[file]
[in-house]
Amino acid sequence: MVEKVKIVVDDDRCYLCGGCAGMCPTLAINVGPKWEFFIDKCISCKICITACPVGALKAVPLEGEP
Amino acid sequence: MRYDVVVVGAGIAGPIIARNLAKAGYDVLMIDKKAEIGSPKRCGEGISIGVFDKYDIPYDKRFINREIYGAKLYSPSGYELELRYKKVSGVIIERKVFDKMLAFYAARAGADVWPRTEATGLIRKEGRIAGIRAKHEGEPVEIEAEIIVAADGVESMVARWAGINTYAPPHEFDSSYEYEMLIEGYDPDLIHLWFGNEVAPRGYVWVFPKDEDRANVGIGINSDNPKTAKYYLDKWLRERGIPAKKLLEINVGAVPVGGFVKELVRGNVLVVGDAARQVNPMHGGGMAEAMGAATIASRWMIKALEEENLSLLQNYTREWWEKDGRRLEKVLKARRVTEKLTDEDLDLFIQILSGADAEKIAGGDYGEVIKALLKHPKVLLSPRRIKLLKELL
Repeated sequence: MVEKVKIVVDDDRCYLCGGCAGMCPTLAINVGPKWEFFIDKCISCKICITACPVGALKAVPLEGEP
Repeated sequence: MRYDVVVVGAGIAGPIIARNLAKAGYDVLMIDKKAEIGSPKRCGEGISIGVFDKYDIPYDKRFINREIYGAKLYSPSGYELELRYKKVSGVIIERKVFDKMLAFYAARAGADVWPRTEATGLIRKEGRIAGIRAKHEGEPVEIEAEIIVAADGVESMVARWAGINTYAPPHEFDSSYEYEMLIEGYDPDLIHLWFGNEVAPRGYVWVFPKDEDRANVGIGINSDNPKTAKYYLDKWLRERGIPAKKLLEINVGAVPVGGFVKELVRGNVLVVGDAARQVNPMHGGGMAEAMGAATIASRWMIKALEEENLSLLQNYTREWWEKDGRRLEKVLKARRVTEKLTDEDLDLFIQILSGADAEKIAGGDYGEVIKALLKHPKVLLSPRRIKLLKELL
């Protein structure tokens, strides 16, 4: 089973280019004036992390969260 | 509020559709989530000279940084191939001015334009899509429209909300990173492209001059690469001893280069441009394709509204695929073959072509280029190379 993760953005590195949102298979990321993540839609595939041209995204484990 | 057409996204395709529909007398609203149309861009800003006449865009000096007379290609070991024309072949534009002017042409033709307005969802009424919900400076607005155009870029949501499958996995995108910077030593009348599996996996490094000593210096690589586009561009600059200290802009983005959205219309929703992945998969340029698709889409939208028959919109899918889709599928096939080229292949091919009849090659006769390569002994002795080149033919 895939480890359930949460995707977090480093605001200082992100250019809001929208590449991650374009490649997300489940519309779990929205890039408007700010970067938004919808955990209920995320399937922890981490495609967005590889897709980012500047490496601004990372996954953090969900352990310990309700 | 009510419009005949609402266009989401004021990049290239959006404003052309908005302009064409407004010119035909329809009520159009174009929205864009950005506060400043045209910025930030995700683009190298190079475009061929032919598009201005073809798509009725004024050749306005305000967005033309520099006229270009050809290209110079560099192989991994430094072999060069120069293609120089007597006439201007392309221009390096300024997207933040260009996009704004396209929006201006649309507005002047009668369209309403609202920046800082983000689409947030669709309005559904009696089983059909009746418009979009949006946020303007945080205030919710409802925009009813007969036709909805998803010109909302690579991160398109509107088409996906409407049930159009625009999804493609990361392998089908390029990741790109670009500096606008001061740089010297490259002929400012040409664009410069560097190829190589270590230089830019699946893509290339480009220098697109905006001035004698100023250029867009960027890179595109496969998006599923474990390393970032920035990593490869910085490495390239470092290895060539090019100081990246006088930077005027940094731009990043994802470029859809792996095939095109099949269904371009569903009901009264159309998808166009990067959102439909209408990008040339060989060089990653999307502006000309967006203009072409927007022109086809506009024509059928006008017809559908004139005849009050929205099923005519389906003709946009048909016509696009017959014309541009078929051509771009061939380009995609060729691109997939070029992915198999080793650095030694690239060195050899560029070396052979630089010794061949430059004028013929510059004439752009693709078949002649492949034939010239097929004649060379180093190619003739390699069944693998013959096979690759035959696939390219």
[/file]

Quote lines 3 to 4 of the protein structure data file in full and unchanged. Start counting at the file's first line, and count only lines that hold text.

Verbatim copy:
Amino acid sequence: MRYDVVVVGAGIAGPIIARNLAKAGYDVLMIDKKAEIGSPKRCGEGISIGVFDKYDIPYDKRFINREIYGAKLYSPSGYELELRYKKVSGVIIERKVFDKMLAFYAARAGADVWPRTEATGLIRKEGRIAGIRAKHEGEPVEIEAEIIVAADGVESMVARWAGINTYAPPHEFDSSYEYEMLIEGYDPDLIHLWFGNEVAPRGYVWVFPKDEDRANVGIGINSDNPKTAKYYLDKWLRERGIPAKKLLEINVGAVPVGGFVKELVRGNVLVVGDAARQVNPMHGGGMAEAMGAATIASRWMIKALEEENLSLLQNYTREWWEKDGRRLEKVLKARRVTEKLTDEDLDLFIQILSGADAEKIAGGDYGEVIKALLKHPKVLLSPRRIKLLKELL
Repeated sequence: MVEKVKIVVDDDRCYLCGGCAGMCPTLAINVGPKWEFFIDKCISCKICITACPVGALKAVPLEGEP